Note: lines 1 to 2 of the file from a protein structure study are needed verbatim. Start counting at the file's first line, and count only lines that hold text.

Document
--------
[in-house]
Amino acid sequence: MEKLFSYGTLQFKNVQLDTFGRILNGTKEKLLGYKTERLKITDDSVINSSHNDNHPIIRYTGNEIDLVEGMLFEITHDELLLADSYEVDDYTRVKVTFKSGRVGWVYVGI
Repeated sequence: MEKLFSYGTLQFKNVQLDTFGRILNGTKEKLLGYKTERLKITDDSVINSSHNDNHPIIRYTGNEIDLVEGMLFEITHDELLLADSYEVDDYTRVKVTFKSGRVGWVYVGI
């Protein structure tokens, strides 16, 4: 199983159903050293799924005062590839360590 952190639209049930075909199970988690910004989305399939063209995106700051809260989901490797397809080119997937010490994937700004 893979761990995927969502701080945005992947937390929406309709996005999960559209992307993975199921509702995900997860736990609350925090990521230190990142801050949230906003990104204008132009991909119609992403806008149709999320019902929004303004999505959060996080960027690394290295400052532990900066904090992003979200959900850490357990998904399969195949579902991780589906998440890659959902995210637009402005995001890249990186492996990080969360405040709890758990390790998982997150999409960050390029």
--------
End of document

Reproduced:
[in-house]
Amino acid sequence: MEKLFSYGTLQFKNVQLDTFGRILNGTKEKLLGYKTERLKITDDSVINSSHNDNHPIIRYTGNEIDLVEGMLFEITHDELLLADSYEVDDYTRVKVTFKSGRVGWVYVGI